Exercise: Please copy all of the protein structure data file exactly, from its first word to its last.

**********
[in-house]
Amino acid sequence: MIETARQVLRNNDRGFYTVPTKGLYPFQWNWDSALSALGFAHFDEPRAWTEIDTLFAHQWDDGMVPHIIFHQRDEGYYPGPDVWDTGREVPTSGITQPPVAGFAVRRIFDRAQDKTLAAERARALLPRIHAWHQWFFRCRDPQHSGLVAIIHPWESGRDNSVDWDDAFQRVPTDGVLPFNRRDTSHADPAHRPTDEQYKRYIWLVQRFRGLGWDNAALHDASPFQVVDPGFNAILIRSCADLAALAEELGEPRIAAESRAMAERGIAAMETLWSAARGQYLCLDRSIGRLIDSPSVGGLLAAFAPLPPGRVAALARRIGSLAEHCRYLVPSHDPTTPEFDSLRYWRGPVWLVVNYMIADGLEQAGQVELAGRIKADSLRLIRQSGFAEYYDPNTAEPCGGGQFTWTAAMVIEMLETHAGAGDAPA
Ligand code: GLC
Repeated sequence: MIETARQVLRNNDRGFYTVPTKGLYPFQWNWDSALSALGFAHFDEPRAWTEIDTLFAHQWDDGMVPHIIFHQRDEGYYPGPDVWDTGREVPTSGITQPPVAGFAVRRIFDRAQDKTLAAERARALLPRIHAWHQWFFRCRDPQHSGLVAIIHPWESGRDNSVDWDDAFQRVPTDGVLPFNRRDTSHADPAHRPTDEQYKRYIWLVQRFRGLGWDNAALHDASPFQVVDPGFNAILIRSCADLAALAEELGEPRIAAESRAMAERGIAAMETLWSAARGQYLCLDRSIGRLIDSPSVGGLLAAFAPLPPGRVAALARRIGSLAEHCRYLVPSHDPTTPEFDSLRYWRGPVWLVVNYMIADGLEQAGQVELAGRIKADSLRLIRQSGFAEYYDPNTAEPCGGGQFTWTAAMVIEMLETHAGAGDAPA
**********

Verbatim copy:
[in-house]
Amino acid sequence: MIETARQVLRNNDRGFYTVPTKGLYPFQWNWDSALSALGFAHFDEPRAWTEIDTLFAHQWDDGMVPHIIFHQRDEGYYPGPDVWDTGREVPTSGITQPPVAGFAVRRIFDRAQDKTLAAERARALLPRIHAWHQWFFRCRDPQHSGLVAIIHPWESGRDNSVDWDDAFQRVPTDGVLPFNRRDTSHADPAHRPTDEQYKRYIWLVQRFRGLGWDNAALHDASPFQVVDPGFNAILIRSCADLAALAEELGEPRIAAESRAMAERGIAAMETLWSAARGQYLCLDRSIGRLIDSPSVGGLLAAFAPLPPGRVAALARRIGSLAEHCRYLVPSHDPTTPEFDSLRYWRGPVWLVVNYMIADGLEQAGQVELAGRIKADSLRLIRQSGFAEYYDPNTAEPCGGGQFTWTAAMVIEMLETHAGAGDAPA
Ligand code: GLC
Repeated sequence: MIETARQVLRNNDRGFYTVPTKGLYPFQWNWDSALSALGFAHFDEPRAWTEIDTLFAHQWDDGMVPHIIFHQRDEGYYPGPDVWDTGREVPTSGITQPPVAGFAVRRIFDRAQDKTLAAERARALLPRIHAWHQWFFRCRDPQHSGLVAIIHPWESGRDNSVDWDDAFQRVPTDGVLPFNRRDTSHADPAHRPTDEQYKRYIWLVQRFRGLGWDNAALHDASPFQVVDPGFNAILIRSCADLAALAEELGEPRIAAESRAMAERGIAAMETLWSAARGQYLCLDRSIGRLIDSPSVGGLLAAFAPLPPGRVAALARRIGSLAEHCRYLVPSHDPTTPEFDSLRYWRGPVWLVVNYMIADGLEQAGQVELAGRIKADSLRLIRQSGFAEYYDPNTAEPCGGGQFTWTAAMVIEMLETHAGAGDAPA